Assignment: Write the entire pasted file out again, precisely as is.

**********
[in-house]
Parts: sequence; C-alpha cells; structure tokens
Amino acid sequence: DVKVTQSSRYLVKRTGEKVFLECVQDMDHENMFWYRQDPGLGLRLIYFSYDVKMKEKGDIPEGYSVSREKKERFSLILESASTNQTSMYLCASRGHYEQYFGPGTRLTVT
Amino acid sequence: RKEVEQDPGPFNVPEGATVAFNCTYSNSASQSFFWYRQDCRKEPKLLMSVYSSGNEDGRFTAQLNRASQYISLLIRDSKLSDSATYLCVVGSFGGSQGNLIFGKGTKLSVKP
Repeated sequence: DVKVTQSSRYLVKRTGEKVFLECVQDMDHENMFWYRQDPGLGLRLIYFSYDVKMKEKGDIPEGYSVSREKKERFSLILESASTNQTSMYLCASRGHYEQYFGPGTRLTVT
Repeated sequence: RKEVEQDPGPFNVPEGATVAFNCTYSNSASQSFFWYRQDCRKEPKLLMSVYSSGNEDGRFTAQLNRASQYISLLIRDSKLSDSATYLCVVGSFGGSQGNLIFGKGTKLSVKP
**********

[in-house]
Parts: sequence; C-alpha cells; structure tokens
Amino acid sequence: DVKVTQSSRYLVKRTGEKVFLECVQDMDHENMFWYRQDPGLGLRLIYFSYDVKMKEKGDIPEGYSVSREKKERFSLILESASTNQTSMYLCASRGHYEQYFGPGTRLTVT
Amino acid sequence: RKEVEQDPGPFNVPEGATVAFNCTYSNSASQSFFWYRQDCRKEPKLLMSVYSSGNEDGRFTAQLNRASQYISLLIRDSKLSDSATYLCVVGSFGGSQGNLIFGKGTKLSVKP
Repeated sequence: DVKVTQSSRYLVKRTGEKVFLECVQDMDHENMFWYRQDPGLGLRLIYFSYDVKMKEKGDIPEGYSVSREKKERFSLILESASTNQTSMYLCASRGHYEQYFGPGTRLTVT
Repeated sequence: RKEVEQDPGPFNVPEGATVAFNCTYSNSASQSFFWYRQDCRKEPKLLMSVYSSGNEDGRFTAQLNRASQYISLLIRDSKLSDSATYLCVVGSFGGSQGNLIFGKGTKLSVKP